Willingham says state officials should write content-rich grade-level standards and support district personnel in writing curriculum to help students meet the Common Core standards.

Success stories using this method include Massachusetts in the 1990 and newcomer the Louisiana Department of Education where official says launching a coherent curriculum is vital.

* * *

Both links provide great insight into the current state of education.

I share my experience with educating my daughters using this approach. You can read it here: “Experience is Still the Best Teacher.”

Also, to my own experience of creating a generation of readers – The “becoming literate” movement is near and dear to my heart because it means more readers for us writers.

Smart People Show their Work

Just like diamond sparkles when light hits it, showing its superior cut and clarity– smart people have evidence of their brilliance.

Think back to elementary school when a teacher assigned a math problem, you supplied the answer, and the teacher marked it wrong.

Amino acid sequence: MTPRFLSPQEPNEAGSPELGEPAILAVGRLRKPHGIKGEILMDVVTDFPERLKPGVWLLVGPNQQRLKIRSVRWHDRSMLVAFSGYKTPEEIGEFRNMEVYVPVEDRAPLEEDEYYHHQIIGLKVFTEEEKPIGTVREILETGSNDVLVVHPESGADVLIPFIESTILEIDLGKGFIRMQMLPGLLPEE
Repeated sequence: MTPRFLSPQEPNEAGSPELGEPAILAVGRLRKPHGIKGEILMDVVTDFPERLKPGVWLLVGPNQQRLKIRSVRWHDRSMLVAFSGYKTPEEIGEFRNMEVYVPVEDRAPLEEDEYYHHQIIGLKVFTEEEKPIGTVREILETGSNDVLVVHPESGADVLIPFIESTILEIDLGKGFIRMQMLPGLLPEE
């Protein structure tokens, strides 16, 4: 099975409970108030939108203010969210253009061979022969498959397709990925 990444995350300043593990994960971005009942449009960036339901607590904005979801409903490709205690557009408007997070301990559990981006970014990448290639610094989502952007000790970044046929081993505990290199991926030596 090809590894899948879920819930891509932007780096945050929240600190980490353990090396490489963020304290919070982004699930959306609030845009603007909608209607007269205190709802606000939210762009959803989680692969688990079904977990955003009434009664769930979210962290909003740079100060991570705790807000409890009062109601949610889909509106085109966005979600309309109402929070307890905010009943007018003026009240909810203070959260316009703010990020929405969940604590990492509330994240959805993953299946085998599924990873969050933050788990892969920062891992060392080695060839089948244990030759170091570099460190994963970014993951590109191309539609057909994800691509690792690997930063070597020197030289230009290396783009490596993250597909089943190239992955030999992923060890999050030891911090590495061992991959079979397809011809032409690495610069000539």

Or maybe your teacher wasn’t so harsh and instead gave you partial credit for supplying an answer.

Do you remember her remarks next to the math problem?

Did it say something like that?

“didn’t show your work.”

Showing your work allowed the teacher to see her own reflection in your level of understanding of the concepts she shared.

Years later, when you or others still seem to be able to pull answers out of the butt – and others label you “the smart ones”; do you gloat over the accolade, or does it frustrate you because you have nothing to show for your alleged brilliance?

If you’re anything like me, it frustrates you to no end because smart people show their work.

They rarely say

“I’m, like, a smart person”

they don’t have to; there’s evidence.

“Show your work” is the best direction a teacher could have given me.

Not only is it humbling when you find yourself becoming a narcissist, but it also allows you not to be bamboozled by the ole razzle-dazzle

Happy Teacher Appreciation Day!

(FYI: Teacher Appreciation Day was Tuesday, May 9, 2017.   I had this stuck in my draft folder. smh)